Michael Agricola, Father of Finnish Literature

Michael Agricola, Father of Finnish Literature

Not many bishops are the center of national holidays. But the bishop who brought the Reformation to Finland does have a holiday. Finns honor Michael Agricola on this day, the anniversary of his death, April 9, 1557. They remember him as the father of Finnish written language.

Born in Finland, he encountered Reformation ideas while studying at Turku, Finland. The bishop there was a humanist (one who studies the contributions of mankind) and sympathetic to reformation ideas. He sent Michael to Wittenberg, the center of the Reformation, to study. There Michael met both Martin Luther and his close ally, Phillip Melanchthon. His studies complete, these two Reformers gave him a letter of recommendation that enabled him to get a job teaching at the important school at Turku, where he trained clergymen in the Bible and taught Reformation theology. Michael wasn't as concerned with throwing out Catholicism as he was in encouraging his students to discover a new inner Christian life.

He saw how important it was for Finns to learn to read and to know something about their own history and culture. One of the first things he did was to create a spelling book in Finnish. At that time, Sweden controlled Finland. Swedish was the official language. Michael had to print all his books in Stockholm. He printed his ABC book around 1543.

The next year, he printed a prayer book. In addition to prayers by Luther and Erasmus, he included Bible prayers and prayers by saints of the Middle Ages. He wasn't the kind of reformer who says the past has nothing worthwhile to offer us. But the prayer book included more than prayers: it included a calendar, short outlines of astronomy, meteorology and theology. It is amusing to note that it included instructions for proper hygiene! Had his classrooms gotten smelly?

Most important of all, Michael translated the New Testament from Greek. It took him twenty years to complete, but he considered the labor worthwhile. Like other reformers, he believed that everyone should be able to read the Word of God in his or her own language. He taught that every sinner has a way open to salvation through Jesus: that Jesus did for sinners what masses, pilgrimages, holy places, prayers to Mary, relics and good works never can do.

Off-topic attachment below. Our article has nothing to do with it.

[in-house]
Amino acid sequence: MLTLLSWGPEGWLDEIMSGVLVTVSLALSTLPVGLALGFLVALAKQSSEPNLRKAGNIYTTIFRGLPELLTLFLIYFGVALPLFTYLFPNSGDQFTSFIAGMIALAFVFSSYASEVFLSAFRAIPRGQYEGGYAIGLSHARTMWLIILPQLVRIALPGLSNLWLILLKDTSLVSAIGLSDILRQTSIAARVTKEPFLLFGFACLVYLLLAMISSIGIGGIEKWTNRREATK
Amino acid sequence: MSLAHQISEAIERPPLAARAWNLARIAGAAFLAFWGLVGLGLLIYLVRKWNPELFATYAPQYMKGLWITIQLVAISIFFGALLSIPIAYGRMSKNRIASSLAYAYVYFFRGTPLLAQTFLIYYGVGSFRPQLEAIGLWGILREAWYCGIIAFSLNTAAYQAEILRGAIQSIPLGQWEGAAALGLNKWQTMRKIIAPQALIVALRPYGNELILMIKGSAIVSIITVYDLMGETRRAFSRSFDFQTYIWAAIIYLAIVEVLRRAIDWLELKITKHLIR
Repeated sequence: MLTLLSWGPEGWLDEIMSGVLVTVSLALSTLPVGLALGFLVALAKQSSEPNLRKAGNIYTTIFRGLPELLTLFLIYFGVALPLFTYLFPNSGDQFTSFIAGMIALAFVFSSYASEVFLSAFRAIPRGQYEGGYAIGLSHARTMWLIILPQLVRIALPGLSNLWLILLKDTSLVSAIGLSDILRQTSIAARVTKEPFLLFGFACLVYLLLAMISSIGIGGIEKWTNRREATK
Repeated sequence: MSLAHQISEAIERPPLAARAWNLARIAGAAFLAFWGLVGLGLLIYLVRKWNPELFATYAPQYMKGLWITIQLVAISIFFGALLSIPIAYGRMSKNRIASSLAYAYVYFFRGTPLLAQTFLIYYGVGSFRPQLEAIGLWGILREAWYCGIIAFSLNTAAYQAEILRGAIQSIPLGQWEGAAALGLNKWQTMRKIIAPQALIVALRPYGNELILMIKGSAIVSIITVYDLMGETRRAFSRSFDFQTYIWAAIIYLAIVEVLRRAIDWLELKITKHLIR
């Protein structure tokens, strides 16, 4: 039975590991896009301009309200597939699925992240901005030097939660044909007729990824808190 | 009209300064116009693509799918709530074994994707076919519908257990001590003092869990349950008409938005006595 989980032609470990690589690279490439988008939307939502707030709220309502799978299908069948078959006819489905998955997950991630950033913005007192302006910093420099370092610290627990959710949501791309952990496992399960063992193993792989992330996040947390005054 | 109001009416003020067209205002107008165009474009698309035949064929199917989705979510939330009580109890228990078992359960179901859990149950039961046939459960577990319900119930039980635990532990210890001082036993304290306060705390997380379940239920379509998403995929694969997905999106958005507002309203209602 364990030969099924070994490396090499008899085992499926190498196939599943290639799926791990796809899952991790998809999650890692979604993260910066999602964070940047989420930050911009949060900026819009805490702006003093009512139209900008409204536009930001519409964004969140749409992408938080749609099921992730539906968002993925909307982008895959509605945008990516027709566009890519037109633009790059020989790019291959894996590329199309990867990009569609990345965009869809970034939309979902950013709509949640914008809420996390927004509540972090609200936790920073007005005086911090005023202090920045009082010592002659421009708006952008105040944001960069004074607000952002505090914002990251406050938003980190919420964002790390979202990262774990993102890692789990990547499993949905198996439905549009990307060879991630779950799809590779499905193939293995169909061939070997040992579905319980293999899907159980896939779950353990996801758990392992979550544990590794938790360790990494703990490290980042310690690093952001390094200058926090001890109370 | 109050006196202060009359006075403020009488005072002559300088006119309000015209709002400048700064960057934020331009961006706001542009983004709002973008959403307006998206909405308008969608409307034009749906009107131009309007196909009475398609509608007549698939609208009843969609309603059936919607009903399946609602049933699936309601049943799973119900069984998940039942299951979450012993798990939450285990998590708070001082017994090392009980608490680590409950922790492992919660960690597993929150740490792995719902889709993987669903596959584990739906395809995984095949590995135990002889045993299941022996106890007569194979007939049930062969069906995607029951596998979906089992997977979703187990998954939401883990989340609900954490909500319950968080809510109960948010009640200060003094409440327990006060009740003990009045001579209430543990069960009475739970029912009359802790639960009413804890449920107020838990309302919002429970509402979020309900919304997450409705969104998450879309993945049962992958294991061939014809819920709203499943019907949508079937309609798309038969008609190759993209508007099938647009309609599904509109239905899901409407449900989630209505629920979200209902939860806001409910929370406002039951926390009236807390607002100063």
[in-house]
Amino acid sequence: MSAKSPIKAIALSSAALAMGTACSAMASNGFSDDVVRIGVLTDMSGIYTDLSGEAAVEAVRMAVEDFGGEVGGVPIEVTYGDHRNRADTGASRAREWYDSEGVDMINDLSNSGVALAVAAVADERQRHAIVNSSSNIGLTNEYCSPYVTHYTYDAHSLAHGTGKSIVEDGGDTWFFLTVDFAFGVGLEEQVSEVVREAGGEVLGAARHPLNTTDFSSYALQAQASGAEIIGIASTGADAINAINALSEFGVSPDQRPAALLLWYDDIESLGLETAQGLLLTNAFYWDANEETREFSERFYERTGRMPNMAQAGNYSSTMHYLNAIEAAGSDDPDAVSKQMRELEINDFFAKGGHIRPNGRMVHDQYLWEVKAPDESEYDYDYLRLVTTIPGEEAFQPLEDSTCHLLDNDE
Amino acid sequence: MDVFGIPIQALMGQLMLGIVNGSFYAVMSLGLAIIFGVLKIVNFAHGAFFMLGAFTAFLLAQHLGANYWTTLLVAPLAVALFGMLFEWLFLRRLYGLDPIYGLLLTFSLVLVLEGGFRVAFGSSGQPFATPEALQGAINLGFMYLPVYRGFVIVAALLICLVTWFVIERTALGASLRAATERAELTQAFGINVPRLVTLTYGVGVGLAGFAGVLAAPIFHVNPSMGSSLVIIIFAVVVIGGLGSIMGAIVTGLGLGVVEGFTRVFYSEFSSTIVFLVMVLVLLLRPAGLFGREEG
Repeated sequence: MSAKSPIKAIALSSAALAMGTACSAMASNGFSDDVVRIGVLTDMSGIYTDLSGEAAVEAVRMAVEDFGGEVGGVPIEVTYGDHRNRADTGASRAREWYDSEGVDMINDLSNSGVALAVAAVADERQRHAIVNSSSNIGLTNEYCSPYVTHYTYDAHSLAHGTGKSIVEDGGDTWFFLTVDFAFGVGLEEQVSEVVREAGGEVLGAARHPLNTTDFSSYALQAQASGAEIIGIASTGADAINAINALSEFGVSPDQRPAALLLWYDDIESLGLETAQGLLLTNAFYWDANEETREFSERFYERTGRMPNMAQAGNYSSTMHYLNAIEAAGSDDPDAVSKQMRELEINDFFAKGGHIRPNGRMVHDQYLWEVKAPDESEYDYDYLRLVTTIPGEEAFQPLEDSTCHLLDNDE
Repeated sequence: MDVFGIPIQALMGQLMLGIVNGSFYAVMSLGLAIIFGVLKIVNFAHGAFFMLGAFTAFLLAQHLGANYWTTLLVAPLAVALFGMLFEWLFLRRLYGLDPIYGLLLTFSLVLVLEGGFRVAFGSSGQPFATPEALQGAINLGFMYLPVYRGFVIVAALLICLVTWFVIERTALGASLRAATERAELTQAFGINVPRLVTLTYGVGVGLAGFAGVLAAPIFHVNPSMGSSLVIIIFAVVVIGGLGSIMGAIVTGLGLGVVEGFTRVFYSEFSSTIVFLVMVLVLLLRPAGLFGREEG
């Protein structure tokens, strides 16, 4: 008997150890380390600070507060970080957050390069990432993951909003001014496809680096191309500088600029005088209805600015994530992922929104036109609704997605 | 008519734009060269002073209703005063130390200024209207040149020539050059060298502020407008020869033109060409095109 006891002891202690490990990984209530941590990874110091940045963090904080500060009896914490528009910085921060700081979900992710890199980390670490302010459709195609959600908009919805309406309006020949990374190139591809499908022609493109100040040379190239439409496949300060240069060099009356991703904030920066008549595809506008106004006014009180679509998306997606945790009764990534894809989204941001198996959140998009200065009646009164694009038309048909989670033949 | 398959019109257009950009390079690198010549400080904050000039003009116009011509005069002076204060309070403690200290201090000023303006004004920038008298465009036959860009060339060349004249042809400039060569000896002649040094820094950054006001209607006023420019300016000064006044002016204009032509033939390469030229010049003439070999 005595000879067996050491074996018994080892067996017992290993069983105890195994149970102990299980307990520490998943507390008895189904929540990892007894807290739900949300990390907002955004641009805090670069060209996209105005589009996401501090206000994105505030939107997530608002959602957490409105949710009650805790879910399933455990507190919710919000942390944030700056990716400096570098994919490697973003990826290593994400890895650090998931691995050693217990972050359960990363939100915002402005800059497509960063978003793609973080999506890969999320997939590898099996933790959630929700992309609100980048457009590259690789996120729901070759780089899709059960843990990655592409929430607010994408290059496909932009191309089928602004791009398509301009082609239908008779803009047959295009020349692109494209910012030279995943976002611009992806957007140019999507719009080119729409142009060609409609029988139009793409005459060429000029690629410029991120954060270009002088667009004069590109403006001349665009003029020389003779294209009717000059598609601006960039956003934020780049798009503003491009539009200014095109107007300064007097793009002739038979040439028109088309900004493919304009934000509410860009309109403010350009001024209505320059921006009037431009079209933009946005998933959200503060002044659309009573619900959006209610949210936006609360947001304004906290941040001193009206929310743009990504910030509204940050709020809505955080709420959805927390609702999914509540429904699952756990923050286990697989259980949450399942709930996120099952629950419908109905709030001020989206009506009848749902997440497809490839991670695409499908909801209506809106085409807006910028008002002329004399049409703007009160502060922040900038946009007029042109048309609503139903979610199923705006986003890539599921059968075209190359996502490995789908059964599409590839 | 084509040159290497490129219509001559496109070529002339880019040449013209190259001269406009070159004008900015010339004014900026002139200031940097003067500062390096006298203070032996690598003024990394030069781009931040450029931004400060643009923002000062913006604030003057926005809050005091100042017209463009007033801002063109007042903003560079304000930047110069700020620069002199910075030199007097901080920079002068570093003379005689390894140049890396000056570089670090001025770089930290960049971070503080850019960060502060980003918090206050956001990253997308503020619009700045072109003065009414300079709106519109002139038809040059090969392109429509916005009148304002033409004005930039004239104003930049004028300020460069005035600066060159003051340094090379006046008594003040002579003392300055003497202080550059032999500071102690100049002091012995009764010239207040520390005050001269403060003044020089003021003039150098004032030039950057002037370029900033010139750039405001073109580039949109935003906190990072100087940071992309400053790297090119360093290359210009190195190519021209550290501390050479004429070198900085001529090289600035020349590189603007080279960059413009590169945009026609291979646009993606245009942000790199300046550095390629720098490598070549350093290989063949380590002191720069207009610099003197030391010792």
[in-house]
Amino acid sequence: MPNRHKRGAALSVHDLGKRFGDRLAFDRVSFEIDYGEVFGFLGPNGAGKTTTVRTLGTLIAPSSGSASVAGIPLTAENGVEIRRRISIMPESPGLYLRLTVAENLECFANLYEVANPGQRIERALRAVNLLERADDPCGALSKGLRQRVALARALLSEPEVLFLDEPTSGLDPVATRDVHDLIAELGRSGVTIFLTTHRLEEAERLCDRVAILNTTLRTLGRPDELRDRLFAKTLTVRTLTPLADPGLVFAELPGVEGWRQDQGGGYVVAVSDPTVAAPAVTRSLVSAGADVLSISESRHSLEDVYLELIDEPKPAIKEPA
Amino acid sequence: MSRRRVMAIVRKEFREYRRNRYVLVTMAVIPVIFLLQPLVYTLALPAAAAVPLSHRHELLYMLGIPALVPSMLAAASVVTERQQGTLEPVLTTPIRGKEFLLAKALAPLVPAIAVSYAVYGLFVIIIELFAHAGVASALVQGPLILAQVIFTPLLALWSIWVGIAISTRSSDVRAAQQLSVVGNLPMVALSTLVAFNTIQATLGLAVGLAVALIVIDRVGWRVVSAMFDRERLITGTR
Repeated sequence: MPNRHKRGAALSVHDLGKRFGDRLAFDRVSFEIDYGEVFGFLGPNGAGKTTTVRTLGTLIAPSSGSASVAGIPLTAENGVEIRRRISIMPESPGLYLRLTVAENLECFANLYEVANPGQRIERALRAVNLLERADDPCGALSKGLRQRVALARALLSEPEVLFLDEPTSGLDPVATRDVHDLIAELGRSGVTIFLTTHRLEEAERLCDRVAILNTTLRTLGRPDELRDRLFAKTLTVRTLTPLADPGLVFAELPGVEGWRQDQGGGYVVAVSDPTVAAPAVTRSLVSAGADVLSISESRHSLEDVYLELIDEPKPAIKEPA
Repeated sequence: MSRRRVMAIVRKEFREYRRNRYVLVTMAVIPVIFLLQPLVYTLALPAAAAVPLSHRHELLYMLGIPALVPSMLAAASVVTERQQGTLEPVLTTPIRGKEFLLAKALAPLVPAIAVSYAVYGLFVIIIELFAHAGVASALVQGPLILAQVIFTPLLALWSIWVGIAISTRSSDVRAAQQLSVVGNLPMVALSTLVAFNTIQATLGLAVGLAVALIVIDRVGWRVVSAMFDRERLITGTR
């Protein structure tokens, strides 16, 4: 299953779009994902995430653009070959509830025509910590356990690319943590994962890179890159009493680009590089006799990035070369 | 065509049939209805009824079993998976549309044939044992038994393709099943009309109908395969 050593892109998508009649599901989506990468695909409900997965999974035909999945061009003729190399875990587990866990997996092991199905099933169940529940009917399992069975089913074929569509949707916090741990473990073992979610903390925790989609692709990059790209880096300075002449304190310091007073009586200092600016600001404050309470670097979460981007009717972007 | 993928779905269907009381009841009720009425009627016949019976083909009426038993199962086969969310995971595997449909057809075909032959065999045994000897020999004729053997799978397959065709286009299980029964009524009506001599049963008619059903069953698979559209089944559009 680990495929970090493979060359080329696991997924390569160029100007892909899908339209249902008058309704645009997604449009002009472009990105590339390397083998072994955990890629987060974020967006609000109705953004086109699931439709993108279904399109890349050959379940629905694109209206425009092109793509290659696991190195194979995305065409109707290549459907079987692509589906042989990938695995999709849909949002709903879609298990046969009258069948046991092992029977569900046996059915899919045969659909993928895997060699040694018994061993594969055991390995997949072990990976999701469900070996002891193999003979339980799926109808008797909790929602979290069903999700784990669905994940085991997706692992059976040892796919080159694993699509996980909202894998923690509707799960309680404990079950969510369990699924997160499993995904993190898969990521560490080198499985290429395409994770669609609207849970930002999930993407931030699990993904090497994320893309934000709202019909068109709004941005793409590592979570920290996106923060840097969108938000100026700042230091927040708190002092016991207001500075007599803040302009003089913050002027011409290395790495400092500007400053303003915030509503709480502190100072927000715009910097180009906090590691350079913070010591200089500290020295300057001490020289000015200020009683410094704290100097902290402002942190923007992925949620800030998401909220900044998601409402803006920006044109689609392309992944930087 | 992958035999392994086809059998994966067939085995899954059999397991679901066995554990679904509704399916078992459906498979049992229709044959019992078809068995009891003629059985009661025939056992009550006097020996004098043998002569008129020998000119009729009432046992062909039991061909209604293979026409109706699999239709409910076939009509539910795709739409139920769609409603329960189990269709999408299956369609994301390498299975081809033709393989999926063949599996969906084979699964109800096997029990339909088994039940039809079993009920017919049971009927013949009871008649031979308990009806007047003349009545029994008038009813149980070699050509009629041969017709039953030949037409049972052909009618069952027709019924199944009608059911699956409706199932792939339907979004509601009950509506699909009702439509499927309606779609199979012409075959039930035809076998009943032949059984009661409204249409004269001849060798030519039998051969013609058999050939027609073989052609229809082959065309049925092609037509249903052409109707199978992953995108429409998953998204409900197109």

Only 500 copies of Michael's New Testament were printed, but more than a hundred still survive. Printed in the old German typeface, they were filled with pictures printed from woodcuts. At the front of his New Testament, Michael compiled a history of Christianity in Finland and gave details about Sweden's occupation of his country. So his Bible has value for historians, too.

He also translated the Psalms and key passages of the Old Testament. In the preface to the Psalms he listed the old gods of Finland. This is interesting information that would otherwise have been lost. All in all, Michael Agricola helped make the Finns the independent people that they are today. He brought about a quiet reformation in his homeland by changing only what really needed to be changed.


  1. "Agricola, Michael." Oxford Encyclopedia of the Reformation. New York: Oxford University Press, 1996.
  2. Grell, Ole Peter, editor. The Scandinavian Reformation. Cambridge University Press, 1995.
  3. "Literature of the early Reformation period: Michael Agricola (ca 1510-1557)." http://virtual.finland.fi/finfo/english/ kirjaeng.html#agri
  4. Ottoson, Knud. A Short History of the Churches of Scandinavia. Archus, 1986.
  5. Various internet articles.

Last updated June, 2007

Originally published April 28, 2010.